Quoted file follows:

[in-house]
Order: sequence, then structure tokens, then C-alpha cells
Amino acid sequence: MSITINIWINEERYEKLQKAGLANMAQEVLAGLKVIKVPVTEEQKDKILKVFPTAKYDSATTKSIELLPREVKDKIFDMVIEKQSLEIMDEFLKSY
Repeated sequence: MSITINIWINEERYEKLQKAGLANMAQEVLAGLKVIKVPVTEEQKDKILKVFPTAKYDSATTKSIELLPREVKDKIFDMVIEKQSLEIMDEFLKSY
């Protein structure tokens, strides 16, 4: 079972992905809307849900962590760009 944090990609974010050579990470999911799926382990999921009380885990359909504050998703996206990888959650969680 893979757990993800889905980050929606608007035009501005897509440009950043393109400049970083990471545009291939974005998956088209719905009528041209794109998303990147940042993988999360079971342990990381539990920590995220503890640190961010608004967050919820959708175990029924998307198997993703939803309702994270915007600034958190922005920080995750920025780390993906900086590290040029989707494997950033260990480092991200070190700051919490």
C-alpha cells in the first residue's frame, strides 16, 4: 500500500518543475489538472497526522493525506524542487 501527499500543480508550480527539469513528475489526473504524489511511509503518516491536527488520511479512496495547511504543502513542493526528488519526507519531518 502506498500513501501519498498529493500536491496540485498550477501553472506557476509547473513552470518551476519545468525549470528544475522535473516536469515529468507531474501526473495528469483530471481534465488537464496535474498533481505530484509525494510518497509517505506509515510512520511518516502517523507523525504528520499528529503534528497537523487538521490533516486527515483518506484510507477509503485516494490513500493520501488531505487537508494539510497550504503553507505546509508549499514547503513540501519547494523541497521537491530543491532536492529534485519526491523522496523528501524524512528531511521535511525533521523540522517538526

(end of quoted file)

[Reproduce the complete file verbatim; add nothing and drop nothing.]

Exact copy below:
[in-house]
Order: sequence, then structure tokens, then C-alpha cells
Amino acid sequence: MSITINIWINEERYEKLQKAGLANMAQEVLAGLKVIKVPVTEEQKDKILKVFPTAKYDSATTKSIELLPREVKDKIFDMVIEKQSLEIMDEFLKSY
Repeated sequence: MSITINIWINEERYEKLQKAGLANMAQEVLAGLKVIKVPVTEEQKDKILKVFPTAKYDSATTKSIELLPREVKDKIFDMVIEKQSLEIMDEFLKSY
């Protein structure tokens, strides 16, 4: 079972992905809307849900962590760009 944090990609974010050579990470999911799926382990999921009380885990359909504050998703996206990888959650969680 893979757990993800889905980050929606608007035009501005897509440009950043393109400049970083990471545009291939974005998956088209719905009528041209794109998303990147940042993988999360079971342990990381539990920590995220503890640190961010608004967050919820959708175990029924998307198997993703939803309702994270915007600034958190922005920080995750920025780390993906900086590290040029989707494997950033260990480092991200070190700051919490």
C-alpha cells in the first residue's frame, strides 16, 4: 500500500518543475489538472497526522493525506524542487 501527499500543480508550480527539469513528475489526473504524489511511509503518516491536527488520511479512496495547511504543502513542493526528488519526507519531518 502506498500513501501519498498529493500536491496540485498550477501553472506557476509547473513552470518551476519545468525549470528544475522535473516536469515529468507531474501526473495528469483530471481534465488537464496535474498533481505530484509525494510518497509517505506509515510512520511518516502517523507523525504528520499528529503534528497537523487538521490533516486527515483518506484510507477509503485516494490513500493520501488531505487537508494539510497550504503553507505546509508549499514547503513540501519547494523541497521537491530543491532536492529534485519526491523522496523528501524524512528531511521535511525533521523540522517538526